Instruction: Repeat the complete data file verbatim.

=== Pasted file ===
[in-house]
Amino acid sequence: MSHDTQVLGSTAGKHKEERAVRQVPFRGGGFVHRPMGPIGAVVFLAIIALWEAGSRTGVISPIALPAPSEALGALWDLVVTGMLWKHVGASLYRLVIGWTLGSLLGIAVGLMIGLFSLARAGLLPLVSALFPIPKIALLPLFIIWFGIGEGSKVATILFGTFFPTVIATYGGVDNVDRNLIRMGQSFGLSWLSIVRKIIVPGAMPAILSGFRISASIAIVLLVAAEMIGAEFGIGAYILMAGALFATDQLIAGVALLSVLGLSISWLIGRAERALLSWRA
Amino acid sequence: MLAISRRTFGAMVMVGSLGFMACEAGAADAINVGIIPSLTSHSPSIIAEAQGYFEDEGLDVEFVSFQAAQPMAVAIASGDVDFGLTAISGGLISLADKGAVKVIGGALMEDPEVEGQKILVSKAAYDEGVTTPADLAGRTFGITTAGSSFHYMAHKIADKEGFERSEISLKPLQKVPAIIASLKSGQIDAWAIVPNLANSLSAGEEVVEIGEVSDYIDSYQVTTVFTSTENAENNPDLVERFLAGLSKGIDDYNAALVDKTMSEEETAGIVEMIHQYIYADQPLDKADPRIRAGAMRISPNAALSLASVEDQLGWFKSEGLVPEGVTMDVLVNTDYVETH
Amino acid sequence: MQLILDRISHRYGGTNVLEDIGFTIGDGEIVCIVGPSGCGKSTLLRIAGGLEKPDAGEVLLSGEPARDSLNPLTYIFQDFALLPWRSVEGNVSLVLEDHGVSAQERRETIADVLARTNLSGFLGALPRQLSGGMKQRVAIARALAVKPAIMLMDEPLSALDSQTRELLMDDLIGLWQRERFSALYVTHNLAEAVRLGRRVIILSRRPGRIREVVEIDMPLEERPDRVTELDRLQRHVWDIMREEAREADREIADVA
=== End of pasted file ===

[in-house]
Amino acid sequence: MSHDTQVLGSTAGKHKEERAVRQVPFRGGGFVHRPMGPIGAVVFLAIIALWEAGSRTGVISPIALPAPSEALGALWDLVVTGMLWKHVGASLYRLVIGWTLGSLLGIAVGLMIGLFSLARAGLLPLVSALFPIPKIALLPLFIIWFGIGEGSKVATILFGTFFPTVIATYGGVDNVDRNLIRMGQSFGLSWLSIVRKIIVPGAMPAILSGFRISASIAIVLLVAAEMIGAEFGIGAYILMAGALFATDQLIAGVALLSVLGLSISWLIGRAERALLSWRA
Amino acid sequence: MLAISRRTFGAMVMVGSLGFMACEAGAADAINVGIIPSLTSHSPSIIAEAQGYFEDEGLDVEFVSFQAAQPMAVAIASGDVDFGLTAISGGLISLADKGAVKVIGGALMEDPEVEGQKILVSKAAYDEGVTTPADLAGRTFGITTAGSSFHYMAHKIADKEGFERSEISLKPLQKVPAIIASLKSGQIDAWAIVPNLANSLSAGEEVVEIGEVSDYIDSYQVTTVFTSTENAENNPDLVERFLAGLSKGIDDYNAALVDKTMSEEETAGIVEMIHQYIYADQPLDKADPRIRAGAMRISPNAALSLASVEDQLGWFKSEGLVPEGVTMDVLVNTDYVETH
Amino acid sequence: MQLILDRISHRYGGTNVLEDIGFTIGDGEIVCIVGPSGCGKSTLLRIAGGLEKPDAGEVLLSGEPARDSLNPLTYIFQDFALLPWRSVEGNVSLVLEDHGVSAQERRETIADVLARTNLSGFLGALPRQLSGGMKQRVAIARALAVKPAIMLMDEPLSALDSQTRELLMDDLIGLWQRERFSALYVTHNLAEAVRLGRRVIILSRRPGRIREVVEIDMPLEERPDRVTELDRLQRHVWDIMREEAREADREIADVA